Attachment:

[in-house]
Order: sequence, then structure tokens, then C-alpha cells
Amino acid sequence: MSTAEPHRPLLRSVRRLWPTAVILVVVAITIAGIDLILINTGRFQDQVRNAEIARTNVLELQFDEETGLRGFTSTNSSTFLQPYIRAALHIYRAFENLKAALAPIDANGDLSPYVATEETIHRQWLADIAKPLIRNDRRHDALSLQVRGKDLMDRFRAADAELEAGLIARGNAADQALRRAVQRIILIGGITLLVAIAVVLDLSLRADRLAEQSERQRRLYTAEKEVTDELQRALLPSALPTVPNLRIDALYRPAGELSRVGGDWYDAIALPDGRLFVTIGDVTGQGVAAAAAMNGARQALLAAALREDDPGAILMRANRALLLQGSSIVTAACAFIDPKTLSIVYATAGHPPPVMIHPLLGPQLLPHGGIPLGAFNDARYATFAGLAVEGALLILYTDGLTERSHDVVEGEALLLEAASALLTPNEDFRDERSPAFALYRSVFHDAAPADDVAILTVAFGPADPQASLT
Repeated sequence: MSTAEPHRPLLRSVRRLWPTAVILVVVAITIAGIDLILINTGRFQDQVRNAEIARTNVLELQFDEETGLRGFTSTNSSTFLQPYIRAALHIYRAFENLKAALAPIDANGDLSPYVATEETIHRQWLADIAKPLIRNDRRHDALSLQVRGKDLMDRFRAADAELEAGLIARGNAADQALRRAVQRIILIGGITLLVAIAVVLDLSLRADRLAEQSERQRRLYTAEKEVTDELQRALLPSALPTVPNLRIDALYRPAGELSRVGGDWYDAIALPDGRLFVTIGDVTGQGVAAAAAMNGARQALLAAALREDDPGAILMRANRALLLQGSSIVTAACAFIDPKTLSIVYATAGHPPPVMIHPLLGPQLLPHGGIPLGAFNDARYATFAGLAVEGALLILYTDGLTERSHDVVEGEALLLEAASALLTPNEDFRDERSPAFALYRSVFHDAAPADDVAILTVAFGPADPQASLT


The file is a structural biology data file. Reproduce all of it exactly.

[in-house]
Order: sequence, then structure tokens, then C-alpha cells
Amino acid sequence: MSTAEPHRPLLRSVRRLWPTAVILVVVAITIAGIDLILINTGRFQDQVRNAEIARTNVLELQFDEETGLRGFTSTNSSTFLQPYIRAALHIYRAFENLKAALAPIDANGDLSPYVATEETIHRQWLADIAKPLIRNDRRHDALSLQVRGKDLMDRFRAADAELEAGLIARGNAADQALRRAVQRIILIGGITLLVAIAVVLDLSLRADRLAEQSERQRRLYTAEKEVTDELQRALLPSALPTVPNLRIDALYRPAGELSRVGGDWYDAIALPDGRLFVTIGDVTGQGVAAAAAMNGARQALLAAALREDDPGAILMRANRALLLQGSSIVTAACAFIDPKTLSIVYATAGHPPPVMIHPLLGPQLLPHGGIPLGAFNDARYATFAGLAVEGALLILYTDGLTERSHDVVEGEALLLEAASALLTPNEDFRDERSPAFALYRSVFHDAAPADDVAILTVAFGPADPQASLT
Repeated sequence: MSTAEPHRPLLRSVRRLWPTAVILVVVAITIAGIDLILINTGRFQDQVRNAEIARTNVLELQFDEETGLRGFTSTNSSTFLQPYIRAALHIYRAFENLKAALAPIDANGDLSPYVATEETIHRQWLADIAKPLIRNDRRHDALSLQVRGKDLMDRFRAADAELEAGLIARGNAADQALRRAVQRIILIGGITLLVAIAVVLDLSLRADRLAEQSERQRRLYTAEKEVTDELQRALLPSALPTVPNLRIDALYRPAGELSRVGGDWYDAIALPDGRLFVTIGDVTGQGVAAAAAMNGARQALLAAALREDDPGAILMRANRALLLQGSSIVTAACAFIDPKTLSIVYATAGHPPPVMIHPLLGPQLLPHGGIPLGAFNDARYATFAGLAVEGALLILYTDGLTERSHDVVEGEALLLEAASALLTPNEDFRDERSPAFALYRSVFHDAAPADDVAILTVAFGPADPQASLT